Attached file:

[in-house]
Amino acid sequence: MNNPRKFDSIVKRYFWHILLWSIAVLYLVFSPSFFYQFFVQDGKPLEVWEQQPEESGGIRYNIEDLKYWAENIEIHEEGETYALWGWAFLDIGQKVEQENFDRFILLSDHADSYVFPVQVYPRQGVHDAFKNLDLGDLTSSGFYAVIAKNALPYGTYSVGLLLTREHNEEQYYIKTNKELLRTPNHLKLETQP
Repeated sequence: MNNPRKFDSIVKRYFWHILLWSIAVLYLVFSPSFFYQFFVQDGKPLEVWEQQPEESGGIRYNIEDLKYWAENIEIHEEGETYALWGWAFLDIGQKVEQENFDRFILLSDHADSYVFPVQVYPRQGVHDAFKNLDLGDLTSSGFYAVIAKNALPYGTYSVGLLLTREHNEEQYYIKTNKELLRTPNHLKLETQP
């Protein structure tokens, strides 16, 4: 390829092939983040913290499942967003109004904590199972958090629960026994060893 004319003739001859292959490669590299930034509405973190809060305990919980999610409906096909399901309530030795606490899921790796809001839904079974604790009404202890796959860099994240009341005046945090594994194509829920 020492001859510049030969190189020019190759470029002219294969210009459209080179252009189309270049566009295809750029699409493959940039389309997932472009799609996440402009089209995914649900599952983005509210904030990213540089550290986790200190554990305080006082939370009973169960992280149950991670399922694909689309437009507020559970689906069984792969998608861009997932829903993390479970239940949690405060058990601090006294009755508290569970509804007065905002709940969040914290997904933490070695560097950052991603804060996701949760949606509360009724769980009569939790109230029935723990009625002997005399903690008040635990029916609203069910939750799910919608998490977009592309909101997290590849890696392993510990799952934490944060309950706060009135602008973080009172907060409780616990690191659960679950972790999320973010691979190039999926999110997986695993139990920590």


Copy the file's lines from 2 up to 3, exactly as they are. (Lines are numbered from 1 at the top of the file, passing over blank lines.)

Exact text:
Amino acid sequence: MNNPRKFDSIVKRYFWHILLWSIAVLYLVFSPSFFYQFFVQDGKPLEVWEQQPEESGGIRYNIEDLKYWAENIEIHEEGETYALWGWAFLDIGQKVEQENFDRFILLSDHADSYVFPVQVYPRQGVHDAFKNLDLGDLTSSGFYAVIAKNALPYGTYSVGLLLTREHNEEQYYIKTNKELLRTPNHLKLETQP
Repeated sequence: MNNPRKFDSIVKRYFWHILLWSIAVLYLVFSPSFFYQFFVQDGKPLEVWEQQPEESGGIRYNIEDLKYWAENIEIHEEGETYALWGWAFLDIGQKVEQENFDRFILLSDHADSYVFPVQVYPRQGVHDAFKNLDLGDLTSSGFYAVIAKNALPYGTYSVGLLLTREHNEEQYYIKTNKELLRTPNHLKLETQP